Note on version 2.? vs 3.?:

If your server is older, then version 2 is likely the one for you. If your server is newer then give version 3 a try. They are both fairly easy to use, but if your server accepts v3 then use that one, it's newer and does everything all one one page which makes things very much more convenient. Try a dry run with version 3 and you should find out if your server can run that version or if you need to use the older version 2.


As the tool should let you know, DO NOT forget to remove this once you are done using it. You don't want this left up for any nefarious character(s) to exploit.


Do a backup before

I propose 2 thing for you:


we have 3 possibility to change your content,

  • permanent tool : this Search & replace for wordpress .
    Its not elegant and it may break your website but I use many time and it works as well.

    I think it can be help you to change database for your whole site in 1 shot.

    It not fix your image into plugin but it can be help at all.

  • Temporary tool : If you aren’t comfortable doing this you can also use the free really-simple-ssl it change you content using add_action, http => https

  • Temporary tool: adding this in your function.php:

    function change_http_into_content( $content ) { $custom_content = str_replace('http://', 'https://', $content ); return $custom_content; } add_filter( 'the_content', 'change_http_into_content' );


Also, don't forget to change your URL into the custom JS, AJAX request and other plugin.


simply used the str_replace function to convert the urls to https

$content = get_the_content();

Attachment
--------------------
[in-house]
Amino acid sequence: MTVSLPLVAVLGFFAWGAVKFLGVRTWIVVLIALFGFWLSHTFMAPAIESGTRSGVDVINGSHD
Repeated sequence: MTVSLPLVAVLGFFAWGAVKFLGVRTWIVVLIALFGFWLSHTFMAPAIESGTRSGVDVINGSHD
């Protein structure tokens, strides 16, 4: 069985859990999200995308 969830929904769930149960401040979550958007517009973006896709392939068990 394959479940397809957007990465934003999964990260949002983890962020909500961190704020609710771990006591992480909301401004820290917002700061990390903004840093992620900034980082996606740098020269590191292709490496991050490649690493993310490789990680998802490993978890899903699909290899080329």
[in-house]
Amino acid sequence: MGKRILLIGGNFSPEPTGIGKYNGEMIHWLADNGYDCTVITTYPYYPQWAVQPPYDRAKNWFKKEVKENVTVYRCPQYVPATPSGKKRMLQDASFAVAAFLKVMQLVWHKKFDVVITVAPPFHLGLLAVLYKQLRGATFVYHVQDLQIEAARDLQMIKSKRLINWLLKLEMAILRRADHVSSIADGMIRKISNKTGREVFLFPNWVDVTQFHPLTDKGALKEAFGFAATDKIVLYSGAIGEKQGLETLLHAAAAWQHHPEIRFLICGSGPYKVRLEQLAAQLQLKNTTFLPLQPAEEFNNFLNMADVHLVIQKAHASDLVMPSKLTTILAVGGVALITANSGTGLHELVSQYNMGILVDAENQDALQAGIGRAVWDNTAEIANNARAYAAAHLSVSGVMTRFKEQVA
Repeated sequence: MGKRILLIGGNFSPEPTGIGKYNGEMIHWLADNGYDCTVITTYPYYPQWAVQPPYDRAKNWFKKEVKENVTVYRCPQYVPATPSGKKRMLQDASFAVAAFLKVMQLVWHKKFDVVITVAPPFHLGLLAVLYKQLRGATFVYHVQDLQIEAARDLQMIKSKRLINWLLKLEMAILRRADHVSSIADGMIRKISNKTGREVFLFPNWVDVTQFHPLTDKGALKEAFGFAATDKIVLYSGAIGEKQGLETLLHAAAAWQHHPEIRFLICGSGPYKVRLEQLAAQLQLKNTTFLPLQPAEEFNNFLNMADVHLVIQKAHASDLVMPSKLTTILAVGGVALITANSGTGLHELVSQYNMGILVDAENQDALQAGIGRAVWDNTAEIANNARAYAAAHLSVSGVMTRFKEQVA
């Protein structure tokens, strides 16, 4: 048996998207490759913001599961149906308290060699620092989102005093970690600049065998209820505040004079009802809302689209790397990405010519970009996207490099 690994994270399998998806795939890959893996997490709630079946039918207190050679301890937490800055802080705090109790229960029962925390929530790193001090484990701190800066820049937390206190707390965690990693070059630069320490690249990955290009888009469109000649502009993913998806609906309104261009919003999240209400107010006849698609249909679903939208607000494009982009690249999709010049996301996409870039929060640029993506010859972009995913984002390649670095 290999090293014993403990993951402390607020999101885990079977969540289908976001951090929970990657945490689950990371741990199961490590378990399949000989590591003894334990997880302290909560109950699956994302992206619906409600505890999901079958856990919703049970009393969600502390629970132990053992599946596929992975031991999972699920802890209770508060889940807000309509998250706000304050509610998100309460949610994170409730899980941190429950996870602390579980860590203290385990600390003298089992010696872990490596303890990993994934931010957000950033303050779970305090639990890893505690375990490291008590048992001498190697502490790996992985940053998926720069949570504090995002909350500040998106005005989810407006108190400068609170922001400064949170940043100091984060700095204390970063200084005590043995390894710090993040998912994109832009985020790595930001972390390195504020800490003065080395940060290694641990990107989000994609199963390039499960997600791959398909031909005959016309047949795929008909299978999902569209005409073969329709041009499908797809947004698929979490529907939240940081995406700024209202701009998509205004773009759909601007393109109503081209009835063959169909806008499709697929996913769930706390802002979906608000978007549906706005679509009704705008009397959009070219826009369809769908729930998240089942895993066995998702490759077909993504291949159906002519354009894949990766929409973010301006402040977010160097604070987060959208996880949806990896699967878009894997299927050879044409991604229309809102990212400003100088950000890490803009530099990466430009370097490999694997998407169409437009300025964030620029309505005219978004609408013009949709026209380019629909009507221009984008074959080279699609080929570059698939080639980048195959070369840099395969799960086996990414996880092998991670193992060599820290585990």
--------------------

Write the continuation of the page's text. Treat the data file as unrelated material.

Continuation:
$content = apply_filters( 'the_content', $content );
$content = str_replace( ']]>', ']]>', $content );
$content = str_replace("http://example.com/", "https://example.com/", $content);
echo $content;

event you can make the relative urls with this way.

  • This is in place of calling the_content()? Note that the real the_content applies a filter (also called the_content) that you are now not calling. In fact that's probably a better way to do this: add a new the_content that makes the search-replace and go back to calling the_content() in your template.
    – Rup
    Commented Aug 10, 2016 at 14:17
  • @Rup I am sorry, I didn't get your point clearly, Can I apply search-replace on the_content() method ? Commented Aug 11, 2016 at 5:20
  • @Rup may be I should add few additional steps as in the edited answer Commented Aug 11, 2016 at 5:25
  • Sorry for the slow reply. Yes, that should fix my concerns. What I actually meant was the 'temporary tool' part of Jean-Philippe's answer: make a new filter and do the search replace in there instead.
    – Rup
    Commented Aug 12, 2016 at 8:56

For Load images with http urls follow below steps:

  1. Go to phpmyadmin export database SQL file.
  2. Open SQL file in text editor.
  3. Find URL like "https://www.example.com/wp-content/uploads/image.jpg".
  4. Replace URL like "http://www.example.com/wp-content/uploads/image.jpg"
  5. Save the file and import updated SQL file.

Hope its helpful.

  • 1
    This is not what I am looking for as I have so many posts within that page Commented Aug 10, 2016 at 12:06
  • @Janith I think he means do a search-replace on the whole database dump in one go, so you will catch everything, but if you want to go down this approach it's far easier to do it directly in the database using SQL.
    – Rup
    Commented Aug 10, 2016 at 14:10
  • No problem, keep the database SQL file backup and replace https tp http. Commented Aug 11, 2016 at 15:47

Your Answer

By clicking “Post Your Answer”, you agree to our terms of service and acknowledge you have read our privacy policy.

Not the answer you're looking for? Browse other questions tagged or ask your own question.